Herbert Dane, journalist and local historian, was born on 14 October, 1875, in Faversham, where his family could be traced in unbroken male line for 300 years. After Faversham District School, he joined the Faversham News in 1891. Became chief reporter and was editor from 1896 till retiring in 1949 after 58 years’ service. Formed collection of portraits, mainly photographic, of mayors of Faversham since early 19th century, which he gave the town council in 1947. Staged 1952 display of town’s archives for 700th anniversary of its oldest existing charter, from Henry III. Dane, chairman of the former Faversham Historical Society, collated Faversham United Reformed Church records, dating from the mid-17th century. Elected to Fellowship of the Institute of Journalists in 1936. A leading member of Faversham Congregational Church, now the site of Herbert Dane Court, in Newton Road. In October 1973, after 98 years in Faversham, Dane moved to Dunstable, where he died on 10 March, 1974. Before moving, he gave the Faversham Society, of which he was vice-president, his local history collection of books and other items.
ROBERT DOD: Faversham's first mayor
Robert Dod became, in 1255, the first person to bear the title of Mayor of Faversham. This angered the Abbot of Faversham Abbey, who was Lord of the Manor of Faversham and was ever seeking to exert his authority over townspeople and the corporation, and early in 1256 he complained to King Henry III.
Details: The Story of a Thousand Years and The Mayoralty of Faversham (Faversham Society’s Faversham Papers)
CHARLES DONNE: Victorian vicar
The Rev Charles Edward Donne, co-author with Francis F. Giraud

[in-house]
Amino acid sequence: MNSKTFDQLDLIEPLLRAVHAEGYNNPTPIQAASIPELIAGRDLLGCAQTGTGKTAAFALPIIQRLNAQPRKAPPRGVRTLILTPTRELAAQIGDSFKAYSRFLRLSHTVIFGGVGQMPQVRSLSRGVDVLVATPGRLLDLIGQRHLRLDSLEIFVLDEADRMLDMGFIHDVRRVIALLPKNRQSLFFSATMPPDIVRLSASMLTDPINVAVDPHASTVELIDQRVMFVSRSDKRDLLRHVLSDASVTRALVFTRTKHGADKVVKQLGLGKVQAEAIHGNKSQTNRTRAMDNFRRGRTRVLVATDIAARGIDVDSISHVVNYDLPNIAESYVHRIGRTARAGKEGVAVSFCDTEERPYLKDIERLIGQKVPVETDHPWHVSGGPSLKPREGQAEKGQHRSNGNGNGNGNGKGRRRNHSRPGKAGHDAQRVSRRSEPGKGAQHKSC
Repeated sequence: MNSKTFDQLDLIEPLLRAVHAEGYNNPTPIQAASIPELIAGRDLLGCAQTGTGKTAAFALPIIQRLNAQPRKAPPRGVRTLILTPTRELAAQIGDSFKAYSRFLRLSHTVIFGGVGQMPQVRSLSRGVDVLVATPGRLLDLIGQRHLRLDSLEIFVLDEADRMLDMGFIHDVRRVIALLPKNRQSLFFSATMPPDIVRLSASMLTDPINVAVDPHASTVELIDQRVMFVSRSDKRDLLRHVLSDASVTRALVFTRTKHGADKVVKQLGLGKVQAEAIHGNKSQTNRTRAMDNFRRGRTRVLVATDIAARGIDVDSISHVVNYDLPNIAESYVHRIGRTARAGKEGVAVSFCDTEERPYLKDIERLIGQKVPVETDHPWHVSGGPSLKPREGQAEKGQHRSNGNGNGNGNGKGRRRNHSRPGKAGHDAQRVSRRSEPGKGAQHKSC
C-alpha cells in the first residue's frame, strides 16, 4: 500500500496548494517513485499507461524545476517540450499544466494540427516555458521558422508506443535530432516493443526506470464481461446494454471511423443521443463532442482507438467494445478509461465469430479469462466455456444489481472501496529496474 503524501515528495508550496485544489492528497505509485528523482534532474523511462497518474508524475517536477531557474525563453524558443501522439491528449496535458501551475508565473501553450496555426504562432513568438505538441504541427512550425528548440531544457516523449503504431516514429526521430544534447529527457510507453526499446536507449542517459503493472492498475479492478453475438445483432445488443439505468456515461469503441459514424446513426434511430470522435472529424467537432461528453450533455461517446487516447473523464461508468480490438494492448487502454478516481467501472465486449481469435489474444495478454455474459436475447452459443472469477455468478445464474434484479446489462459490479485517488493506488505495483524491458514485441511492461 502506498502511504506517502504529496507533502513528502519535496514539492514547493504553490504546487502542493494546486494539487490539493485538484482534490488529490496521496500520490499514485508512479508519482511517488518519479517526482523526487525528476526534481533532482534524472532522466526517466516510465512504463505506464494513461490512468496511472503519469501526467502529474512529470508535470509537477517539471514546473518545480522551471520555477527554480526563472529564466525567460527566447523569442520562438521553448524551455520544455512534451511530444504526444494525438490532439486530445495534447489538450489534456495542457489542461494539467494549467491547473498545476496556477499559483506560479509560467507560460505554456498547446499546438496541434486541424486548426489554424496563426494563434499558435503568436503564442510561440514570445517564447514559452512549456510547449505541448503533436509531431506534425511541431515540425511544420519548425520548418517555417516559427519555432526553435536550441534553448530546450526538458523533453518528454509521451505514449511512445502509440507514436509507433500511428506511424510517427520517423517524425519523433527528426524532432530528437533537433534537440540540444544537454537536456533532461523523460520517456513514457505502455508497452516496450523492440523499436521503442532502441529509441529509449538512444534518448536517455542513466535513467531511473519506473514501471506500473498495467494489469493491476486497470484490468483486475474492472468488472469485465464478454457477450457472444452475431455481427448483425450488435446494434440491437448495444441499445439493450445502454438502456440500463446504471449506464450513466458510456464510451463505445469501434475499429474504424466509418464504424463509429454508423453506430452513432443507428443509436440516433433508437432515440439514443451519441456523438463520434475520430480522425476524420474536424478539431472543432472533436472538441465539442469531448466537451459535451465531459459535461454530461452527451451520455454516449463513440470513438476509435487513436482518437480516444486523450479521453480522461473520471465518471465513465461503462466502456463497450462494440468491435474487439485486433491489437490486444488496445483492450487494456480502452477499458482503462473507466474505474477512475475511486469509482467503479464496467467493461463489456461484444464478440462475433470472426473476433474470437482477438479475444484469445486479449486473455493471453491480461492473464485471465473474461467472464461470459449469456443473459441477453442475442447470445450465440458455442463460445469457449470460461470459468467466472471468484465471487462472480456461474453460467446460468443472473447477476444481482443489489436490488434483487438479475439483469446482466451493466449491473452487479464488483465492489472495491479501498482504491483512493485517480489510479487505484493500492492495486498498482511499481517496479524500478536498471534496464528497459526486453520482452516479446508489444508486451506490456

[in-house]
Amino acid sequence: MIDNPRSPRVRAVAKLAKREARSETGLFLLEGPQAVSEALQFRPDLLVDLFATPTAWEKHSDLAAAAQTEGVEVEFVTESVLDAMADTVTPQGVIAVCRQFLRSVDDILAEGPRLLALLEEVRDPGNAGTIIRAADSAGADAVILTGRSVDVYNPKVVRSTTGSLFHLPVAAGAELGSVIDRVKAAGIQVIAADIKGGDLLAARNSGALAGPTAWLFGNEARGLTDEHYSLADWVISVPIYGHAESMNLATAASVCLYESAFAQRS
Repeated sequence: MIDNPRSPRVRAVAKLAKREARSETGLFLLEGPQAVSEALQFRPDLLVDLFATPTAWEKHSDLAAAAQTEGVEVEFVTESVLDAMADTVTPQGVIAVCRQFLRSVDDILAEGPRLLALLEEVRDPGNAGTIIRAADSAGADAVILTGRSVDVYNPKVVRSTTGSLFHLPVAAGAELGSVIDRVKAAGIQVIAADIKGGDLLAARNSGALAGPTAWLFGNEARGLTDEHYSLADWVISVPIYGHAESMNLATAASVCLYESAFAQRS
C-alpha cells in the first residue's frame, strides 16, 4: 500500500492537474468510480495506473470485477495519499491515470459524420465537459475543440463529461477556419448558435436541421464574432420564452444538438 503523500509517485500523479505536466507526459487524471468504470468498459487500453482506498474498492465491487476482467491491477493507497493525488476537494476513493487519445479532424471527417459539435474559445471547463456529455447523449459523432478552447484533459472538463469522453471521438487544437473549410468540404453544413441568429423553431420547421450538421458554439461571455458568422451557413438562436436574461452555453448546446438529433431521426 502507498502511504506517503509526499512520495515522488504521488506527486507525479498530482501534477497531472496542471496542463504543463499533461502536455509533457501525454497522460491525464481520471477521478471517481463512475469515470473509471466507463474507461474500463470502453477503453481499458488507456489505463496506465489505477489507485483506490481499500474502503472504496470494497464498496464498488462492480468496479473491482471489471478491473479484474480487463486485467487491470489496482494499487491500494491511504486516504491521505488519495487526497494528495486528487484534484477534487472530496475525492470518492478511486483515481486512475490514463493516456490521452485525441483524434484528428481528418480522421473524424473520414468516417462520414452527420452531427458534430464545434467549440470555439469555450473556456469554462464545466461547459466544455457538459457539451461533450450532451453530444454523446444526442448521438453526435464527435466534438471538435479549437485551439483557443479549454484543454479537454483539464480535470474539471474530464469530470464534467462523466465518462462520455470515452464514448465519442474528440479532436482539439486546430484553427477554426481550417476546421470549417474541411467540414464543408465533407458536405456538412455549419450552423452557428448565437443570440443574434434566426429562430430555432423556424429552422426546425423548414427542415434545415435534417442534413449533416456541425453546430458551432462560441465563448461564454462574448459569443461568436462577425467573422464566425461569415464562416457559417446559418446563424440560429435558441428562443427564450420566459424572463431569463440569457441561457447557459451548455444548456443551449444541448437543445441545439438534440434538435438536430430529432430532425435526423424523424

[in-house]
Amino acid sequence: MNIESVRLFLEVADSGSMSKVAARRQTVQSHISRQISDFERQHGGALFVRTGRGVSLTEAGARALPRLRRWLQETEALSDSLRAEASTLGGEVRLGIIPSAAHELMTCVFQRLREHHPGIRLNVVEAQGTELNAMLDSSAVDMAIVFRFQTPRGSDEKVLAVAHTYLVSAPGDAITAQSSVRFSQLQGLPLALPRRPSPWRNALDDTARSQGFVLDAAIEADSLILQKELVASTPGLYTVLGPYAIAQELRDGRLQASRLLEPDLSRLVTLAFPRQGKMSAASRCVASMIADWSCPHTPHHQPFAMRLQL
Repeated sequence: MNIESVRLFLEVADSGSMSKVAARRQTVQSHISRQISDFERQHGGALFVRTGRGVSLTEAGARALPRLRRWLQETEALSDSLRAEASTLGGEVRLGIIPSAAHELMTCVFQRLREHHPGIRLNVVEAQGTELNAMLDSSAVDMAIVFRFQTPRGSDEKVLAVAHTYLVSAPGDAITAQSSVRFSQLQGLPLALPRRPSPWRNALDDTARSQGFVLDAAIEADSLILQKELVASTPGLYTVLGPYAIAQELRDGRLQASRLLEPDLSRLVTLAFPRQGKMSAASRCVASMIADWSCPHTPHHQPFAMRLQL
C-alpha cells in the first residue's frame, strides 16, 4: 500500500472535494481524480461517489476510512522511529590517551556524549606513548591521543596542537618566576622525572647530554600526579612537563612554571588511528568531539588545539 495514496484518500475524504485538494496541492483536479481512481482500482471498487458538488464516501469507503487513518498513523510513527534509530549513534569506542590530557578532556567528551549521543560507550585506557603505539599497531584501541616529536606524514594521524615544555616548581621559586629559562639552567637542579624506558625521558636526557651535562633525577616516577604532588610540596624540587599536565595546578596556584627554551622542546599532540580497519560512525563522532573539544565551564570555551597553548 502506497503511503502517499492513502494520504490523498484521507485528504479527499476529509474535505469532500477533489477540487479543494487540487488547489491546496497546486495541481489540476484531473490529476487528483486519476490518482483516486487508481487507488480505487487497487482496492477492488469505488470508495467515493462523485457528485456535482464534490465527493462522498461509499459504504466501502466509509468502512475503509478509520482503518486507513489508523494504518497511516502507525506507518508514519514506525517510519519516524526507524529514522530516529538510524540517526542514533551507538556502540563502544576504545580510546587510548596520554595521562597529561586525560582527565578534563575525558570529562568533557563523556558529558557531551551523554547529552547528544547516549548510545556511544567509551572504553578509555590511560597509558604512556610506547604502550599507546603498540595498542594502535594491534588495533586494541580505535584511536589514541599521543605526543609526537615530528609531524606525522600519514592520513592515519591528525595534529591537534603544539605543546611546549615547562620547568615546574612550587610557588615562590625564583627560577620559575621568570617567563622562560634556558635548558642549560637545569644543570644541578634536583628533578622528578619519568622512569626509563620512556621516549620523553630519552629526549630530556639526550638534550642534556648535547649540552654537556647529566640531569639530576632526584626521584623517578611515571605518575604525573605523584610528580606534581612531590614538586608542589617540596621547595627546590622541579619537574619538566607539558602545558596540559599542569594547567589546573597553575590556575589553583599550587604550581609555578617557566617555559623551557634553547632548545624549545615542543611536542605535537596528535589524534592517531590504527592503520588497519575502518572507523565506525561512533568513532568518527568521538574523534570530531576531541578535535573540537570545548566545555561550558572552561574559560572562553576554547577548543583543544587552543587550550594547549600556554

of A Visitor’s Guide to Faversham
, was Vicar of Faversham from 1866 to 1900 and domestic chaplain to Earl Sydney. Donne, a descendant of the poet John Donne (1573-1631), was recorded in Kelly’s Directory
(1900 edition) as being one of the main landowners at Mattishall, Norfolk, where he was born in 1832. Charles Donne, a son of William Bodham Donne, librarian of the London Library, married firstly Mildred Kemble, of the Kemble acting dynasty, and secondly Augusta Rigden, of Faversham. Donne died in 1907. A memorial window is in Faversham Parish Church’s north transept.
Prince EUSTACE: buried at Faversham
Son of King Stephen, the Norman sovereign who, in 1147, founded Faversham Abbey as a chapel royal and mausoleum for his House of Blois, of which he was the first monarch from 1135 until his death in 1154. However, hopes of that house winning the dynastic civil war racking England and ruling for generations were dashed by Eustace’s death in 1153. He was buried in the abbey, dissolved in 1538. See also entries for King Stephen and Queen Matilda
Dr CHARLES EVERS: rescuer after 1916 disaster
Charles Evers was the first doctor from Faversham to reach the scene of the great explosion
that killed an estimated 108 people at the Faversham munitions works at Uplees on 2 April, 1916. He and others tended the injured amid danger from fire and further explosions. The blast, heard 93 miles away in Norwich, remains the worst disaster, in fatalities, in the UK explosives industry. Evers (1863-1957) lived and practised at 1 Albion Terrace (11 South Road). He was also Medical Officer of Health for Faversham from 1892 to 1942 and was a keen amateur photographer. Details: The Great Explosion at Faversham, by Dr Arthur Percival